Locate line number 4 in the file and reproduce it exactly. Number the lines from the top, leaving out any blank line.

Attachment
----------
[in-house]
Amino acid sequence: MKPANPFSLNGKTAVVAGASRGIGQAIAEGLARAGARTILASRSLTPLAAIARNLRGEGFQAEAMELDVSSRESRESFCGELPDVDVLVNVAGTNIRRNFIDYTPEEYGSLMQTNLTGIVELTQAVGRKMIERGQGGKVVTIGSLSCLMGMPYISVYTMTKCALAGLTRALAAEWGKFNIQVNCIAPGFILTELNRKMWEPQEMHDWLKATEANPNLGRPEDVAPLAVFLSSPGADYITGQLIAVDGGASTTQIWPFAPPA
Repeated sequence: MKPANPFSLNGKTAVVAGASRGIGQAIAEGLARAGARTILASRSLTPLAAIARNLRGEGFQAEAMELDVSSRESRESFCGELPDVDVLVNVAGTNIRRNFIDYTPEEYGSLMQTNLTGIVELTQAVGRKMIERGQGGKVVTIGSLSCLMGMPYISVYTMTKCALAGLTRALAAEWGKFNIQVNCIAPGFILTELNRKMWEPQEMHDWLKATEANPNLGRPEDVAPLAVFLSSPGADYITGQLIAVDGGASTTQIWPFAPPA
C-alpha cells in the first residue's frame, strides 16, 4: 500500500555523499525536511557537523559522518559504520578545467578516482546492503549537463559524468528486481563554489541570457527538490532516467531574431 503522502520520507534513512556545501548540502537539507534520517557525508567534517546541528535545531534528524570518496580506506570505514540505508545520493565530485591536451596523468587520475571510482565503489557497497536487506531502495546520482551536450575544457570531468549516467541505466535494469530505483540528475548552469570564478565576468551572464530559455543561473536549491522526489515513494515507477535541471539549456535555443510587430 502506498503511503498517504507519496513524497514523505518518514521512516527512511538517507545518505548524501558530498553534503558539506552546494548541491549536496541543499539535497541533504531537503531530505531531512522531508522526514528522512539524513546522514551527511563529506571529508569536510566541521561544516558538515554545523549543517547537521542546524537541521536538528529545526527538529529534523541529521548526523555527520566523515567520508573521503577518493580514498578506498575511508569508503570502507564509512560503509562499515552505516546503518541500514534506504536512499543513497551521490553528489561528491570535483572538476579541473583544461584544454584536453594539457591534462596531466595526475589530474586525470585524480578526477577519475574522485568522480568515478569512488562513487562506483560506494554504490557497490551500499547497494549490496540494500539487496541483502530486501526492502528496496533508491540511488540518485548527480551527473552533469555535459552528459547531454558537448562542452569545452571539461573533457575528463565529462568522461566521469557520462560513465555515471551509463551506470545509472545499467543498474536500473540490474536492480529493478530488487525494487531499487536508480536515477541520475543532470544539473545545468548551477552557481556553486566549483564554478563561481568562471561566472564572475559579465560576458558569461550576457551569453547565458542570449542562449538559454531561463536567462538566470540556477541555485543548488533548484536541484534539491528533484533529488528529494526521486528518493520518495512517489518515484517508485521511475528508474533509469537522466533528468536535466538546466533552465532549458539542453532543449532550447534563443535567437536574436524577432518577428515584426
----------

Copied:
C-alpha cells in the first residue's frame, strides 16, 4: 500500500555523499525536511557537523559522518559504520578545467578516482546492503549537463559524468528486481563554489541570457527538490532516467531574431 503522502520520507534513512556545501548540502537539507534520517557525508567534517546541528535545531534528524570518496580506506570505514540505508545520493565530485591536451596523468587520475571510482565503489557497497536487506531502495546520482551536450575544457570531468549516467541505466535494469530505483540528475548552469570564478565576468551572464530559455543561473536549491522526489515513494515507477535541471539549456535555443510587430 502506498503511503498517504507519496513524497514523505518518514521512516527512511538517507545518505548524501558530498553534503558539506552546494548541491549536496541543499539535497541533504531537503531530505531531512522531508522526514528522512539524513546522514551527511563529506571529508569536510566541521561544516558538515554545523549543517547537521542546524537541521536538528529545526527538529529534523541529521548526523555527520566523515567520508573521503577518493580514498578506498575511508569508503570502507564509512560503509562499515552505516546503518541500514534506504536512499543513497551521490553528489561528491570535483572538476579541473583544461584544454584536453594539457591534462596531466595526475589530474586525470585524480578526477577519475574522485568522480568515478569512488562513487562506483560506494554504490557497490551500499547497494549490496540494500539487496541483502530486501526492502528496496533508491540511488540518485548527480551527473552533469555535459552528459547531454558537448562542452569545452571539461573533457575528463565529462568522461566521469557520462560513465555515471551509463551506470545509472545499467543498474536500473540490474536492480529493478530488487525494487531499487536508480536515477541520475543532470544539473545545468548551477552557481556553486566549483564554478563561481568562471561566472564572475559579465560576458558569461550576457551569453547565458542570449542562449538559454531561463536567462538566470540556477541555485543548488533548484536541484534539491528533484533529488528529494526521486528518493520518495512517489518515484517508485521511475528508474533509469537522466533528468536535466538546466533552465532549458539542453532543449532550447534563443535567437536574436524577432518577428515584426